The Santa Maria Swim Club's distance team members are going after spots in the 2020 U.S. Olympic Trials.

SMSC head coach and general manager Mike Ashmore said before a Friday practice at Paul Nelson Aquatic Center that two of those members, Parker Reynolds and Blake Simpson, are close to meeting the men's standards in the 400, 800 and 1,500 freestyle events. All Olympic swimming events are in meters.

"Parker is about five seconds off the 1,500 and 800 standards," said Ashmore. "Blake is right behind him. Parker is about 2.5 seconds off the 400 standard, and Blake is about a second behind him. They're right there."

Besides Reynolds and Simpson, three more members of the SMSC distance team, Marcos Hillje-Enthoven, Keshaun Patel and Wyatt Marsalek, will also be swimming at the Futures Championships in Oregon this week.

Though he does swim distance, Hillje-Enthoven said his favorite event is the 200 butterfly. "Keshaun and Wyatt are both primarily 800 and 1,500-meter swimmers," said Ashmore.

"Having a lot of swimmers swim the same events makes it easier," said Ashmore. "Their workouts are similar, and they're there to encourage each other."

"The SMSC distance swimmers have their own community," said Reynolds.

Ashmore said the window is open to June 1 of 2020 for swimmers to qualify for the Olympics. The five SMSC distance swimmers will compete at the Futures Meet Aug. 1-4, and Parker and Simpson will swim soon after that at the U.S. Junior Olympics that takes place Aug. 5-10 at Stanford.

"Three of the guys will leave to go back to college right after the Futures Meet," said Ashmore.

All three will be college sophomores during the 2019-2020 school year, Hillje-Enthoven at the University of Tampa, Patel at Hancock College and Marsalek at the University of Nevada-Las Vegas.

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"I'm excited that I'm going to be part of the first Hancock men's swimming team," said Patel. Men's swimming will debut as a Hancock sport in 2020.

Hillje-Enthoven and Patel both graduated from Orcutt Academy. Marsalek, Simpson and Reynolds all swam for Nipomo High School, though Simpson, who will be a high school senior next year, attends Central Coast New Tech, which is next to Nipomo High.

Marsalek swam for the 2018 Nipomo team that won the CIF Southern Section Division 3 championship. He finished sixth in the mile at the Mountain West Conference Meet in 2019.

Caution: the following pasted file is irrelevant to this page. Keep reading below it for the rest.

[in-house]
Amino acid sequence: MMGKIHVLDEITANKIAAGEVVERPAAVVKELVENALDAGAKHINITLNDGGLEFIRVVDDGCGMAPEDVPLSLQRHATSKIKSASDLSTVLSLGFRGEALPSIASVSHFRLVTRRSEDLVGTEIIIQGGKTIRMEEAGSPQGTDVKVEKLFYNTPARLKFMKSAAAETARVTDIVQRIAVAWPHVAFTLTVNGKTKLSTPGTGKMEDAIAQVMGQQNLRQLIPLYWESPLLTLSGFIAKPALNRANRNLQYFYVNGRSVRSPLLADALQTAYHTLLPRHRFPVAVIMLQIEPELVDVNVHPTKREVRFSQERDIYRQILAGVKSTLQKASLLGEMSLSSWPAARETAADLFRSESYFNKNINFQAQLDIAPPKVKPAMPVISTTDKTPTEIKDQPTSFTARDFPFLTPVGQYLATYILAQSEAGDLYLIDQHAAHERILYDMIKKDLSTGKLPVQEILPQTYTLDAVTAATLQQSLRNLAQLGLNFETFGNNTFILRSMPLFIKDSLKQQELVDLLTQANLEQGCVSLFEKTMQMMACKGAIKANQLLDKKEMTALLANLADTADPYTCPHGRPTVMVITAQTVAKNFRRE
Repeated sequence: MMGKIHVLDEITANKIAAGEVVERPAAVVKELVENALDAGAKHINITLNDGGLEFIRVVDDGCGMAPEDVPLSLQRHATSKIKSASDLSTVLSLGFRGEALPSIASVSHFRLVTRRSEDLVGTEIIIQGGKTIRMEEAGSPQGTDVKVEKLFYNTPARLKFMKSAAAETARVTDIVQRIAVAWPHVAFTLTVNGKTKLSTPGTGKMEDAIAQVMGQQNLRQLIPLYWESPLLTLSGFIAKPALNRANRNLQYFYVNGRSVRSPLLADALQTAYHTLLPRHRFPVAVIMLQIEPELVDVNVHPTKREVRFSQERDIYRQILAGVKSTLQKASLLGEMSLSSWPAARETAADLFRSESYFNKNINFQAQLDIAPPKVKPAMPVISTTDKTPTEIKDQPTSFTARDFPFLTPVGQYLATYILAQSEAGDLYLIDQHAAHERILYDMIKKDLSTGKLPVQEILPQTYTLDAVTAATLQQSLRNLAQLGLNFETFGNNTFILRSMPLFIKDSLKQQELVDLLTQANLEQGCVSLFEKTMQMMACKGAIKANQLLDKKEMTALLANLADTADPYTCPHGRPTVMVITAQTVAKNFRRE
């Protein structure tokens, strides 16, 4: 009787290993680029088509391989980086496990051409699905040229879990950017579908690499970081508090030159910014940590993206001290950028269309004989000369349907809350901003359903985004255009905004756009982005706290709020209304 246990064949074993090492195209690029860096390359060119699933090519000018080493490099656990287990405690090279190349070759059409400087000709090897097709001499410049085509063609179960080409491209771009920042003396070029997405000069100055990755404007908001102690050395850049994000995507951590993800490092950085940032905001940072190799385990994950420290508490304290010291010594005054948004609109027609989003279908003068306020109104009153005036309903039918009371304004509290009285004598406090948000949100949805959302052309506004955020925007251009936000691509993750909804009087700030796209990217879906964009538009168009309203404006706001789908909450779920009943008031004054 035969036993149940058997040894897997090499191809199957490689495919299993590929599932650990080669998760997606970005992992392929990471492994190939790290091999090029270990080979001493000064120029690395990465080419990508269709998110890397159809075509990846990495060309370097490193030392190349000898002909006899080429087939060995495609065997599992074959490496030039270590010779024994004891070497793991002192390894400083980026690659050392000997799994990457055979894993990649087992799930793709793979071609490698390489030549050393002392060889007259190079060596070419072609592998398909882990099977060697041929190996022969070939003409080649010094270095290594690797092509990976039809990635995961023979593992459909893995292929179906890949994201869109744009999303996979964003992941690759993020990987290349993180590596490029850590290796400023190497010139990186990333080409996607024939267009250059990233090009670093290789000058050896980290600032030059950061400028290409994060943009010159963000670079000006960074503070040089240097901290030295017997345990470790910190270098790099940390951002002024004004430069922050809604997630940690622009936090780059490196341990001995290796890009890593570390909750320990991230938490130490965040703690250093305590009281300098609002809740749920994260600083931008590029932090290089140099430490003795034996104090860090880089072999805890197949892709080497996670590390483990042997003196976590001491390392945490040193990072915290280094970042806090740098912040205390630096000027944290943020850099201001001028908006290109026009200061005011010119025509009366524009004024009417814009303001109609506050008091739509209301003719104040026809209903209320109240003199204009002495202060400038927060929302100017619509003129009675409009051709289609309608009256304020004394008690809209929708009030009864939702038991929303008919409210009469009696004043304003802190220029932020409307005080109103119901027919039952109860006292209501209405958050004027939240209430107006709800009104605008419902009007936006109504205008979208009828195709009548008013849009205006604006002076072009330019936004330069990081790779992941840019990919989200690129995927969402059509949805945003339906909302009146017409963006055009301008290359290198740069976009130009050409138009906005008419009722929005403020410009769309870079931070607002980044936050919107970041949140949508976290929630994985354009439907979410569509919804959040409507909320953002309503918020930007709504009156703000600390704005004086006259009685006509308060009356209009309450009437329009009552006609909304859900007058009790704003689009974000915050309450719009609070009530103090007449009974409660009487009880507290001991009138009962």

"I like the endurance aspect of it," Marsalek said of swimming longer distances.

"You have to keep a pace that is pretty close to full speed for a long period of time," and he likes that, Patel said of swimming distance races.

The longest high school race is 500 yards, but the SMSC quintet said the difference between high school swimming and distance swimming at the next level phases them not at all.

The difference "doesn't change our training at all," said Simpson. Though he competes for Nipomo during the high school season, Simpson said he trains with the SMSC during that time. Simpson, then a junior, and Reynolds, a freshman, both qualified for the 2019 high school state meet in the 500.

Reynolds said he is transferring to Righetti for his sophomore year but, "I won't swim competitively during the high school season. I want to concentrate on trying to qualify for the Olympics."

The SMSC distance contingent established its depth at earlier meets this summer.

"We went 1-through-5 in the 1,500 at the Arena Grand Challenge Meet in Clovis earlier this month, and all five of us finished in the top eight (at that distance) at the Summer Sanders Long Course Meet in Roseville last June," said Patel.

Reynolds won the 1,500 at the Arena Grand Challenge Meet. Simpson was the top SMSC swimmer in the event at the Summer Sanders meet. He finished second. 

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